In 2002, the Indians selected Matt Whitney and Jeremy Guthrie in the first 33 picks of the June Draft. Both started their careers with enormous promise, only to see them sputter by 2003. For the first time since then, their careers finally seem to be heading in the right direction.
The only reason Guthrie fell to the Indians at pick number 22 was his agent, Scott Boras. Scouting director John Mirabelli took a chance on him, and after lengthy negotiations signed him that fall. Guthrie received a major-league contract that expires at the end of this season.
Guthrie started his professional career in AA Akron, which was very unusual for even polished college starters. But Jeremy was certainly ready for upper-level competition: he posted a 1.44 ERA in 62.2 innings with the Aeros. His strikeout rates were pretty low (5.03/9 IP), but his hit rates were also very low (6.32/9 IP). His promotion to Buffalo was well-deserved.
Things fell apart for Jeremy, though, upon his arrival in Buffalo. He was hammered for 129 hits in only 96.2 IP, and was tagged for 15 home runs. Clearly whatever was working for him in Akron wasn't cutting it in Buffalo. It wasn't the stuff that betrayed him; Jeremy had (and has) a full arsenal of pitches, including a 93-95 mph fastball, a slider, a changeup, and a curve.
As 2004 and 2005 came and went with no improvement at all, the only explantion seemed to be that he couldn't mentally handle the rigors of pitching. Maybe he was thinking too much on the mound, or possibly his confidence was shot.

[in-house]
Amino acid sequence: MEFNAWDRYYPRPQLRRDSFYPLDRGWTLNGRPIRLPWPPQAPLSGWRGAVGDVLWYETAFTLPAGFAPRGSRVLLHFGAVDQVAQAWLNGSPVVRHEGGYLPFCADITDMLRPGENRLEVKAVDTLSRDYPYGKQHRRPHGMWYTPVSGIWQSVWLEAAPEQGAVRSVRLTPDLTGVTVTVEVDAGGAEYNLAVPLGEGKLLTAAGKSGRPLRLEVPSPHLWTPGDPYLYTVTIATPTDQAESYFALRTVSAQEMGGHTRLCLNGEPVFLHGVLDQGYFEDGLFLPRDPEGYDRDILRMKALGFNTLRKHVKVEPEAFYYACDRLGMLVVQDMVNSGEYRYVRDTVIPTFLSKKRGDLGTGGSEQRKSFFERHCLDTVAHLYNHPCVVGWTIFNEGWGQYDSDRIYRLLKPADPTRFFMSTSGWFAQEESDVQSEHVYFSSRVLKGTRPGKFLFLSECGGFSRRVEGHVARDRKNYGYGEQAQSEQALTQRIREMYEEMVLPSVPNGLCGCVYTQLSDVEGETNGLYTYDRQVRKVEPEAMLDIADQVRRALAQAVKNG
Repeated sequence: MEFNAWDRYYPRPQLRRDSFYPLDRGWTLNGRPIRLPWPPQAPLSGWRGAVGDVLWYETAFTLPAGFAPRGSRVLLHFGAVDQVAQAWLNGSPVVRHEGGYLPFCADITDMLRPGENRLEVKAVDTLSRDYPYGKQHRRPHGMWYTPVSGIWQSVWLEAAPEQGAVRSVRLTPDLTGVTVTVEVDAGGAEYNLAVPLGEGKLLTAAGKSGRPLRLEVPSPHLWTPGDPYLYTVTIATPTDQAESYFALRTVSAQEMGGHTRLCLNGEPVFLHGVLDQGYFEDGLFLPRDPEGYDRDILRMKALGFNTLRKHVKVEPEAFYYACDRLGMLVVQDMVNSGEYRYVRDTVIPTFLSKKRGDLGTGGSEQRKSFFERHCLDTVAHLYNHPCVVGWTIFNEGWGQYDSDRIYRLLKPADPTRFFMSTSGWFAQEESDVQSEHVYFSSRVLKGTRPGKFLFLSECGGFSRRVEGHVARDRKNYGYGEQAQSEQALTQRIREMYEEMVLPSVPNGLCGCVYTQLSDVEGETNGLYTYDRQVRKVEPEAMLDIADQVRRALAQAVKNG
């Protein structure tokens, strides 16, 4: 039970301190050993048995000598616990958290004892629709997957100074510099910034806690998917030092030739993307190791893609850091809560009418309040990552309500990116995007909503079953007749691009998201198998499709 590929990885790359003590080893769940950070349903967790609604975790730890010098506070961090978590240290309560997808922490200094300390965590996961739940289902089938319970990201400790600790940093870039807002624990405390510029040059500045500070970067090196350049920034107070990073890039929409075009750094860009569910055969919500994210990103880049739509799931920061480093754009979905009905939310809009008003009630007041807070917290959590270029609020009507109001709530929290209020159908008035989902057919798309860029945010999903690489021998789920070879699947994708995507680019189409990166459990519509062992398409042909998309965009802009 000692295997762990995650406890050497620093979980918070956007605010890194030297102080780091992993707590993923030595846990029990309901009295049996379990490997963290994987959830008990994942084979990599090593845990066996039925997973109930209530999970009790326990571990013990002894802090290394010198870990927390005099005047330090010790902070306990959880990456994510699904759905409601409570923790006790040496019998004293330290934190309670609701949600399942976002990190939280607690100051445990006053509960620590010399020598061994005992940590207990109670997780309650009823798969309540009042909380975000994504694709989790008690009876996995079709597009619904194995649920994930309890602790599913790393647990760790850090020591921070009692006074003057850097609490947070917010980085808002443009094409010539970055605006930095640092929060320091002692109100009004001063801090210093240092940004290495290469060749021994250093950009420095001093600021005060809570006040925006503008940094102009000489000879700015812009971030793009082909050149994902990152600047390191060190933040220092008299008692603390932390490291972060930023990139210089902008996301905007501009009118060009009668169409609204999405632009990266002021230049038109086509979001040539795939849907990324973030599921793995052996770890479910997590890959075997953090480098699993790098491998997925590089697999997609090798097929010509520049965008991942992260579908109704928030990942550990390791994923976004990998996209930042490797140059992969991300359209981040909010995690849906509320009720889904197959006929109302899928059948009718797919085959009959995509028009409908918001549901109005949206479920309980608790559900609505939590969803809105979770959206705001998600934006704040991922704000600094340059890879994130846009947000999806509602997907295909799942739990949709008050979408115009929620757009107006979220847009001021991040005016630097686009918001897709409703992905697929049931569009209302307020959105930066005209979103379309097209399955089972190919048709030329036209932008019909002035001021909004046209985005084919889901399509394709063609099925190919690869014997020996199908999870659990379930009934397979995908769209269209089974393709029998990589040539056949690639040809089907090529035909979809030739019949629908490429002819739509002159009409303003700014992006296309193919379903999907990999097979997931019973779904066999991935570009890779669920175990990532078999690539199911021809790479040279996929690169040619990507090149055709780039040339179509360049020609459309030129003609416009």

This spring, Guthrie was the final starter to be optioned to Buffalo. He's going to be in the Bisons' rotation, something that was up in the air just a couple months ago. What happened? Your guess is as good as mine. As outsiders, we don't really know what's going on inside the clubhouse, what the conversations are between management and players. My guess is that the mechanical tweaks made last season at Buffalo are starting to take effect. Eric Wedge on Guthrie's progress:
Guthrie had pitched well during spring training -- a 4.00 ERA and .219 opponents batting average in five appearances -- but the Indians had no openings in their starting pitching rotation.
"Even in conversations, you can recognize how far Jeremy's development has come," Wedge said. "He would be an option for us in either role (starting or relieving)."
Guthrie's probably third or fourth on the starter depth chart now, which is a huge jump from the end of last season or even last month.
Matt Whitney's career came to a screeching halt because of a sprinkler head. While playing a game of basketball in Winter Haven in 2003, Whitney ran to retrive a basketball, tripped over the aforementioned sprinkler head, and broke his leg in two places. The leg required multiple surgeries, and he didn't make it back to the field until late last season.
When he was drafted, Whitney's game was compared to that of Troy Glaus. He hit 10 home runs in Burlington at the age of 18. That's pretty special for a high school draftee.
Now Whitney is 22 and finally in playing shape. He's ticketed to be Kinston's starting third baseman. The real test for Matt is playing an entire minor-league season, something he's never done. Farm Director John Farrell on Whitney:
"His range has been solid in the field; he's running and moving well," said Farrell. "And his at-bats have been very consistent. He looks like he did when we first signed him. He's back on track."
Very encouraging news.